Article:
With fewer than 3,200 left in the wild, tigers are by far the most endangered of the big cats, and in order to ensure a future for the species, Panthera is working to educate young generations about the threats facing tigers and why it is important to save this enigmatic and declining species. This month, Panthera is featured in a weekly interactive newspaper for children called The Mini Page, which is included in nearly 500 newspapers in the US and abroad and is used to educate children about a variety of topics both in the classroom and at home using stories, pictures, drawings, puzzles, and other games.
Last week we shared the video “popcast” of Dr. Alan Rabinowitz’s presentation at the 2010 PopTech Conference in November. Now, we’d like to share another interesting PopTech video of the Q&A session in which Dr. Rabinowitz participated alongside fellow PopTech presenters David de Rothschild and Susan Casey. Watch this video now to hear the panelists discuss the relationship between fear, risk, passion and failure in their careers, what the conservation world needs to succeed and Dr.
Read a message from Panthera President and CEO, Dr. Alan Rabinowitz, and learn about what you can do this holiday season to help Panthera save big cats, including making a contribution to Panthera in honor of someone. This gift will enable Panthera to further help protect big cats around the world, and will be remembered long after other presents are forgotten. Happy Holidays!
Last month, Dr. Alan Rabinowitz presented at the 2010 PopTech Conference in Camden, Maine to discuss “Brilliant Accidents, Necessary Failures and Improbable Breakthroughs” in the wild cat conservation field. PopTech has just released a video of Alan’s presentation to the public – a lecture for which he received one of only three of the conference’s standing ovations!
Have you ever wondered about the psychology of conservation and why big cats are so revered by humans? Read this New York Times article to hear what Panthera Executive Vice President, Dr. Luke Hunter, has to say about “the dichotomy of attitudes toward wild cats and wild dogs."
On Sunday, Panthera’s Executive Vice President, Dr. Luke Hunter, spoke on the BBC World Service’s Newshour radio program to explain Panthera’s reasoning for not attending the Global Tiger Summit in St. Petersburg last weekend and what is actually needed to save the endangered tiger – ending the poaching of tigers and their prey...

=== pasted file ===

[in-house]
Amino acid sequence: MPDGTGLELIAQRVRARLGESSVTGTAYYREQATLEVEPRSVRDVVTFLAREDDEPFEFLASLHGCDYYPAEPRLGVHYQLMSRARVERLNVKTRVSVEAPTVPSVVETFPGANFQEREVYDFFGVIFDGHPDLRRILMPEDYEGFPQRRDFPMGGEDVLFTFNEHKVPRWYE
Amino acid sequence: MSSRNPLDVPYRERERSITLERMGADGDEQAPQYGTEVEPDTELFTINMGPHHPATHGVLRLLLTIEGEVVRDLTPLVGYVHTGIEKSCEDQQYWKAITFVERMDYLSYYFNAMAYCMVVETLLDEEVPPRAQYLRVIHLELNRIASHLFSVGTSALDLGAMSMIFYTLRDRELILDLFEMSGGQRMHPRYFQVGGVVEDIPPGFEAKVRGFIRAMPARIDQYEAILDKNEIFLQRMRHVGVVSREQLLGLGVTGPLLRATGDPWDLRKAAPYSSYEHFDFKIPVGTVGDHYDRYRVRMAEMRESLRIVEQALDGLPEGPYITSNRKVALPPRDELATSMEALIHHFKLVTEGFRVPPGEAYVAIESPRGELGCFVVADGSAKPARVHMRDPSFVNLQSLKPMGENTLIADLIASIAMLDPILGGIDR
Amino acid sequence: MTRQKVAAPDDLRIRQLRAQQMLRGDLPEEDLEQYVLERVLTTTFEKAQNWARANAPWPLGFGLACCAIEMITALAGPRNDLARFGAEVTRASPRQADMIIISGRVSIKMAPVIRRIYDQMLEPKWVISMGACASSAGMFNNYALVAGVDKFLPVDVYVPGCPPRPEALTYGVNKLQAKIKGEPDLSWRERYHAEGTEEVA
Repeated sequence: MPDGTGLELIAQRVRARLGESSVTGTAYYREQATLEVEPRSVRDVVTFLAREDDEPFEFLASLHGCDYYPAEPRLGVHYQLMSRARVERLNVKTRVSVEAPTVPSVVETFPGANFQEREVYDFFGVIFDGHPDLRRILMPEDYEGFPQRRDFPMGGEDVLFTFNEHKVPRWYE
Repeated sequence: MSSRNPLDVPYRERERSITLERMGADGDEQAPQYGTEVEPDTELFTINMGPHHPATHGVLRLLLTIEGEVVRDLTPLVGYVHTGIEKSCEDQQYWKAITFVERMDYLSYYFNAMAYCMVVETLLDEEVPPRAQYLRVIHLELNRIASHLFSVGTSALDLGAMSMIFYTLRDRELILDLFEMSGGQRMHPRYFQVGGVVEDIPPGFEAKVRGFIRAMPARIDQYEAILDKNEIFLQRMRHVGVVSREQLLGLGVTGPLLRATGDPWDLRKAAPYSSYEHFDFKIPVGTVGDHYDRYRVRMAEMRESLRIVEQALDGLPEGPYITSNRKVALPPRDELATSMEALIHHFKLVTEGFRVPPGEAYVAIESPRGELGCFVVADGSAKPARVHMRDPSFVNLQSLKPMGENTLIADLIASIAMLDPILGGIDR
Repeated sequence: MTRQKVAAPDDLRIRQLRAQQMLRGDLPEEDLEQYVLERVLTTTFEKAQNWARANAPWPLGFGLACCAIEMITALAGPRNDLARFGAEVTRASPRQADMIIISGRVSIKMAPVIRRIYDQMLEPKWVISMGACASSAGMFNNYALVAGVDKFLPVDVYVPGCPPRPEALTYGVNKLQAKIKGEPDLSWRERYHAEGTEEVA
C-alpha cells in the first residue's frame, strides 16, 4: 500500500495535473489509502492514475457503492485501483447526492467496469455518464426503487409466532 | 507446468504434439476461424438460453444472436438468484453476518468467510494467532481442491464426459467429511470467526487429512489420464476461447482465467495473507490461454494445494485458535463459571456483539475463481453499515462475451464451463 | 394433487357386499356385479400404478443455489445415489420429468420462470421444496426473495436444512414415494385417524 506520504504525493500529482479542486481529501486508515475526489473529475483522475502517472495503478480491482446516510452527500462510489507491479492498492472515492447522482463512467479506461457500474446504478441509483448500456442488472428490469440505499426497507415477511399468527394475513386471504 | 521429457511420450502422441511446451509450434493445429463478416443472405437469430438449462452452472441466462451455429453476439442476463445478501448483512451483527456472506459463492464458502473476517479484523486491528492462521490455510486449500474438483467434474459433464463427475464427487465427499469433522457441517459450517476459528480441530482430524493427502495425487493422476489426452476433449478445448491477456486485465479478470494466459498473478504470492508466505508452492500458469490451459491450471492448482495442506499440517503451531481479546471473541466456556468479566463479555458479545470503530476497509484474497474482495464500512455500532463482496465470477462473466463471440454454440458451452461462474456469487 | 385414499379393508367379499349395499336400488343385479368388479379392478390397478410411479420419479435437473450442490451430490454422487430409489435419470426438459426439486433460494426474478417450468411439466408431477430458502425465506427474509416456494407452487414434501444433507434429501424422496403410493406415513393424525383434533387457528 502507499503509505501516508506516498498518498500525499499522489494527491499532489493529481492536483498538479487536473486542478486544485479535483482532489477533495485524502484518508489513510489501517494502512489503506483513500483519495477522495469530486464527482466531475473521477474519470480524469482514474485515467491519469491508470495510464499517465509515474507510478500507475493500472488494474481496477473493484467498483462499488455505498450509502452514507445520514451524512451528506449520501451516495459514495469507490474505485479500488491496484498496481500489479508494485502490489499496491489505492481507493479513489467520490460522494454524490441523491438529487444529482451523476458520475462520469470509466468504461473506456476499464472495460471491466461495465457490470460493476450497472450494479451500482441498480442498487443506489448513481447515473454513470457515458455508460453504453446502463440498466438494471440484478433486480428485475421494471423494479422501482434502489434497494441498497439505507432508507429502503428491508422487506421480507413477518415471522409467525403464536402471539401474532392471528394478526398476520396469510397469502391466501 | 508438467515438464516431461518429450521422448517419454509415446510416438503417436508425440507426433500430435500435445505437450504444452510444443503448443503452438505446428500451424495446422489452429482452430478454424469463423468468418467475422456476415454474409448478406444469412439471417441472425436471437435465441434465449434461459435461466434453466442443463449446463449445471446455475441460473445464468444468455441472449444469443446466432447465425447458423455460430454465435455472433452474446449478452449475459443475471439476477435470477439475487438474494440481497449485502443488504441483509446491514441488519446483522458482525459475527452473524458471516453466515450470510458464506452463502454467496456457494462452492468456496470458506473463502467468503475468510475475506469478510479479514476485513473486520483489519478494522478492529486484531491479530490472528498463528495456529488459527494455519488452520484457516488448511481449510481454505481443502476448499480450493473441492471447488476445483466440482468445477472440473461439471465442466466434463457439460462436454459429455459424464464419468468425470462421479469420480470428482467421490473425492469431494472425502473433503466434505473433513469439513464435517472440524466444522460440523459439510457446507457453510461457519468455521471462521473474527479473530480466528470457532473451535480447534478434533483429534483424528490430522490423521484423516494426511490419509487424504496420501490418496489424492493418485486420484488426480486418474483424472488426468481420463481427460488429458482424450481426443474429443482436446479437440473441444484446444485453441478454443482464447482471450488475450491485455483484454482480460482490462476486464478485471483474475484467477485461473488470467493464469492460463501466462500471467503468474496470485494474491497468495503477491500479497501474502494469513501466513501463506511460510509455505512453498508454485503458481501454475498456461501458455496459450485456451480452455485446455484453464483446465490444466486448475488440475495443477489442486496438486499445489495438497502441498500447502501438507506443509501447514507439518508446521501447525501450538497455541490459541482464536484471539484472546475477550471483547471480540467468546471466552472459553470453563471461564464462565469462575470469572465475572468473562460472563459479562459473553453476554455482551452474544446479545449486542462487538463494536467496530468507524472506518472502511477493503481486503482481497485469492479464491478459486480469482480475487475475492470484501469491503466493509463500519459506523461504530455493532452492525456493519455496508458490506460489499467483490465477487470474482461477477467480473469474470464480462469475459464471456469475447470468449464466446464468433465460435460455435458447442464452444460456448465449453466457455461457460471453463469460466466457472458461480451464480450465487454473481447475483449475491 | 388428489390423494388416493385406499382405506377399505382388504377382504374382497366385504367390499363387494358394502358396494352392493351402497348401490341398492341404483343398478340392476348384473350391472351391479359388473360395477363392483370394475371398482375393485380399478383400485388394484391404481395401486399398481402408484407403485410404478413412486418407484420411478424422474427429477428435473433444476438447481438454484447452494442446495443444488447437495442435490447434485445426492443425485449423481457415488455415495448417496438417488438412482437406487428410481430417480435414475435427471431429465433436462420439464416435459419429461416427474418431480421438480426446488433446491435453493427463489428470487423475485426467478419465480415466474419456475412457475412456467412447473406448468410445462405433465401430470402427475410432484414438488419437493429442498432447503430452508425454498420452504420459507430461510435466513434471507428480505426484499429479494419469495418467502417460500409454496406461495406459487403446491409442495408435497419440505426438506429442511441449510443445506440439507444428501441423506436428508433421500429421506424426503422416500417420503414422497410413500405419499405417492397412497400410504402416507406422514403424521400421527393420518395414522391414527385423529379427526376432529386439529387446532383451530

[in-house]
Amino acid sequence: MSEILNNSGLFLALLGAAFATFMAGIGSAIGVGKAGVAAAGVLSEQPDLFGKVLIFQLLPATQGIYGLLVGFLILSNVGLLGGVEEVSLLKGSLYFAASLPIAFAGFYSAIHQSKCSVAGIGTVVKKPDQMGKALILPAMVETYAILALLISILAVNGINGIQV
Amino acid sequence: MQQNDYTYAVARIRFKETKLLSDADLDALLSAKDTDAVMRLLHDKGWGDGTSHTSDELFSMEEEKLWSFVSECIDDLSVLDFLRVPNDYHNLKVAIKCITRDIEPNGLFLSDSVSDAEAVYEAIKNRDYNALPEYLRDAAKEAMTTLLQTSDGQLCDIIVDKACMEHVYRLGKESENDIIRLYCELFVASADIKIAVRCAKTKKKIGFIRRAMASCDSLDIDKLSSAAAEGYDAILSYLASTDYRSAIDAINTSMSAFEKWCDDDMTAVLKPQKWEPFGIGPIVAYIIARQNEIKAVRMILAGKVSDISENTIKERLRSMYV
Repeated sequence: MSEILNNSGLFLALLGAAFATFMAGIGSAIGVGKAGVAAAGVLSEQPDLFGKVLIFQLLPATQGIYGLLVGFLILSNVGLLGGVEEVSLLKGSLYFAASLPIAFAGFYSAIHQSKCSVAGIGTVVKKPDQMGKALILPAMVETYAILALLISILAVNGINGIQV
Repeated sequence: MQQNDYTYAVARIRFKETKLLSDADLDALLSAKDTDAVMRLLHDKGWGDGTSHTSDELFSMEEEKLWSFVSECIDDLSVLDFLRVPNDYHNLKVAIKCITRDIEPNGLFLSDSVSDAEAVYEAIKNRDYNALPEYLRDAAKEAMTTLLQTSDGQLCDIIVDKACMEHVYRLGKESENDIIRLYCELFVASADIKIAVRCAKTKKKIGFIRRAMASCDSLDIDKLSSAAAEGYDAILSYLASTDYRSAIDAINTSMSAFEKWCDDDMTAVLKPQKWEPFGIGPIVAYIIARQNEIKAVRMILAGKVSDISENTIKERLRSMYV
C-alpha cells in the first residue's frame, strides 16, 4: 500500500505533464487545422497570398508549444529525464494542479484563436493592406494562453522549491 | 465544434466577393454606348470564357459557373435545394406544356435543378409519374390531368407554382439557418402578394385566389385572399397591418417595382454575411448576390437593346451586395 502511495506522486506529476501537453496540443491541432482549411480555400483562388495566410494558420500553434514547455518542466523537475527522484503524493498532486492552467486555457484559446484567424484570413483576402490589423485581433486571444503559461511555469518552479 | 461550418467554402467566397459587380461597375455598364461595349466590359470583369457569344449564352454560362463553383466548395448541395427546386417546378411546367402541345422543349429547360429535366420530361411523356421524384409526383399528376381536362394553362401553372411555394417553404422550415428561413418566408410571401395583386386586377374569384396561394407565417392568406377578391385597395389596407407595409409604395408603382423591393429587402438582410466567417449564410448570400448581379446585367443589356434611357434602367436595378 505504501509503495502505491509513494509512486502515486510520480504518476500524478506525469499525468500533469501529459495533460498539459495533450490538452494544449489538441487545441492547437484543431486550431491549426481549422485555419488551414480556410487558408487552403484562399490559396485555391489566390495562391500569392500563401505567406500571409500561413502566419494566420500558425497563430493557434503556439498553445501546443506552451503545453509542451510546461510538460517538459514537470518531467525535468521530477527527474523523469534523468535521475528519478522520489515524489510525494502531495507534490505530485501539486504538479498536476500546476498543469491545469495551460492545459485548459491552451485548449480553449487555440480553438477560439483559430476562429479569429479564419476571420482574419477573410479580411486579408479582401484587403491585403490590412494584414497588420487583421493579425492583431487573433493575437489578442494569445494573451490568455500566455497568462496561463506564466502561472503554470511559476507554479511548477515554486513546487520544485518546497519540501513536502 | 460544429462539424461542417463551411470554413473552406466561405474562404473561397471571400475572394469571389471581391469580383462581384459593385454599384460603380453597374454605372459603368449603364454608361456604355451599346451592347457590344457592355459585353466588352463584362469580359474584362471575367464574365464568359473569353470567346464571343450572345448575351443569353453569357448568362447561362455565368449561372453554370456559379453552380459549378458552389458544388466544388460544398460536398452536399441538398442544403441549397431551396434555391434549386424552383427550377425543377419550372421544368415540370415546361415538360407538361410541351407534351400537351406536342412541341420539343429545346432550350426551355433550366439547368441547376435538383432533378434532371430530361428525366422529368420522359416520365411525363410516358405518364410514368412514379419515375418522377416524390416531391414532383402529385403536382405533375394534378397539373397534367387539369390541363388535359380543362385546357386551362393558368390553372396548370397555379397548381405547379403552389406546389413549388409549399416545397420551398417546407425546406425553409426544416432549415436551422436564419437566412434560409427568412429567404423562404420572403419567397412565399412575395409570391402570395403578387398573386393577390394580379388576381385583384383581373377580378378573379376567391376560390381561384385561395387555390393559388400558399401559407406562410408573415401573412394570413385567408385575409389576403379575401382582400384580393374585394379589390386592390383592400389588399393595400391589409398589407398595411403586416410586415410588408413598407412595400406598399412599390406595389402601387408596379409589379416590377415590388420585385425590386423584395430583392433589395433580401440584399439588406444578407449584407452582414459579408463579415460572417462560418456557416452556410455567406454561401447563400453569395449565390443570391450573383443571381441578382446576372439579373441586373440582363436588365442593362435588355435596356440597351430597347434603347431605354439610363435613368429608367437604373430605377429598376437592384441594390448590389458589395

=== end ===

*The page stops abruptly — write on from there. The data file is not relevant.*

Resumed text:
Yesterday, international government officials, conservation organizations and other policy makers gathered in St. Petersburg, Russia for the 2010 World Bank Global Tiger Summit. See a recent Washington Post article, featuring Panthera Executive VP, Dr. Luke Hunter, to learn about conservationists’ “diverging ideas” on what it takes to save the tiger.
Panthera is excited to announce a partnership with the Palm Beach Zoo to further conservation of tigers in the wild via our Tigers Forever strategy– Tigers Forever is a collaborative program between Panthera and WCS, and others, to increase tiger numbers by 50% at key sites over a ten-year period. Read our press release to learn about how this partnership is helping to protect endangered Malayan tigers living in the Endau Rompin region of Malaysia.
On November 21st, the World Bank’s International Forum for Tiger Conservation will kick off in St. Petersburg, Russia, bringing together a large group of international government officials, policy makers, conservation organizations and other stakeholders to discuss what needs to be done on the ground to save the endangered tiger. Panthera Executive Vice President, Dr. Luke Hunter, released a statement explaining Panthera’s position, and what Panthera alternatively believes will actually prevent the extinction of the tiger.